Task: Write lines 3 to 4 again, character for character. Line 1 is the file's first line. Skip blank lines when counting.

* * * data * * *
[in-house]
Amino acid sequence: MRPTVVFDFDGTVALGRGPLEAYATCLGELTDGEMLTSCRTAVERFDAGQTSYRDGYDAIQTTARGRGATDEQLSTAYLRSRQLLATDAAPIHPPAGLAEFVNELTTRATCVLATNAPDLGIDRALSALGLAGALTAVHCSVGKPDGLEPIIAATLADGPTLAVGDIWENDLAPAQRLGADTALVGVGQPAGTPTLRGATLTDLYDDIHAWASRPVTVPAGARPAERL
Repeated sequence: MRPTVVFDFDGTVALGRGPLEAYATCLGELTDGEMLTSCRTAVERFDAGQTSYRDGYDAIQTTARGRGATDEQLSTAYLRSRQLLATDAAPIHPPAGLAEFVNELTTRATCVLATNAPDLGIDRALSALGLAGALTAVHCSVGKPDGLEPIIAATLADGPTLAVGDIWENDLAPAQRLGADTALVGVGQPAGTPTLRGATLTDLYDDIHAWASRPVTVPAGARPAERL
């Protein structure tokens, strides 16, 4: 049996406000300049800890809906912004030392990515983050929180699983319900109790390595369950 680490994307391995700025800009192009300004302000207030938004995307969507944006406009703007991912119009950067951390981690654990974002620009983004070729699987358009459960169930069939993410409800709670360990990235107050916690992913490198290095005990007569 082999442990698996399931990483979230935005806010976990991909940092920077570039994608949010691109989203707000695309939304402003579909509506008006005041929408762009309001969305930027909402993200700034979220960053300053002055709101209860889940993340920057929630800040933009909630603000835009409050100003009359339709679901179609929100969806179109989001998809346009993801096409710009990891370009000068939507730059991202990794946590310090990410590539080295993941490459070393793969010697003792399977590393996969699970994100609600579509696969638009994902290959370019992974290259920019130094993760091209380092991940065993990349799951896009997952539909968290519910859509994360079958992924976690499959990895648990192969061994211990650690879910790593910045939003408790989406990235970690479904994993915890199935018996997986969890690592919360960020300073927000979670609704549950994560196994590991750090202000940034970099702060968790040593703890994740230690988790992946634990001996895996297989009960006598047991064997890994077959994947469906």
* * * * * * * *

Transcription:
Repeated sequence: MRPTVVFDFDGTVALGRGPLEAYATCLGELTDGEMLTSCRTAVERFDAGQTSYRDGYDAIQTTARGRGATDEQLSTAYLRSRQLLATDAAPIHPPAGLAEFVNELTTRATCVLATNAPDLGIDRALSALGLAGALTAVHCSVGKPDGLEPIIAATLADGPTLAVGDIWENDLAPAQRLGADTALVGVGQPAGTPTLRGATLTDLYDDIHAWASRPVTVPAGARPAERL
């Protein structure tokens, strides 16, 4: 049996406000300049800890809906912004030392990515983050929180699983319900109790390595369950 680490994307391995700025800009192009300004302000207030938004995307969507944006406009703007991912119009950067951390981690654990974002620009983004070729699987358009459960169930069939993410409800709670360990990235107050916690992913490198290095005990007569 082999442990698996399931990483979230935005806010976990991909940092920077570039994608949010691109989203707000695309939304402003579909509506008006005041929408762009309001969305930027909402993200700034979220960053300053002055709101209860889940993340920057929630800040933009909630603000835009409050100003009359339709679901179609929100969806179109989001998809346009993801096409710009990891370009000068939507730059991202990794946590310090990410590539080295993941490459070393793969010697003792399977590393996969699970994100609600579509696969638009994902290959370019992974290259920019130094993760091209380092991940065993990349799951896009997952539909968290519910859509994360079958992924976690499959990895648990192969061994211990650690879910790593910045939003408790989406990235970690479904994993915890199935018996997986969890690592919360960020300073927000979670609704549950994560196994590991750090202000940034970099702060968790040593703890994740230690988790992946634990001996895996297989009960006598047991064997890994077959994947469906």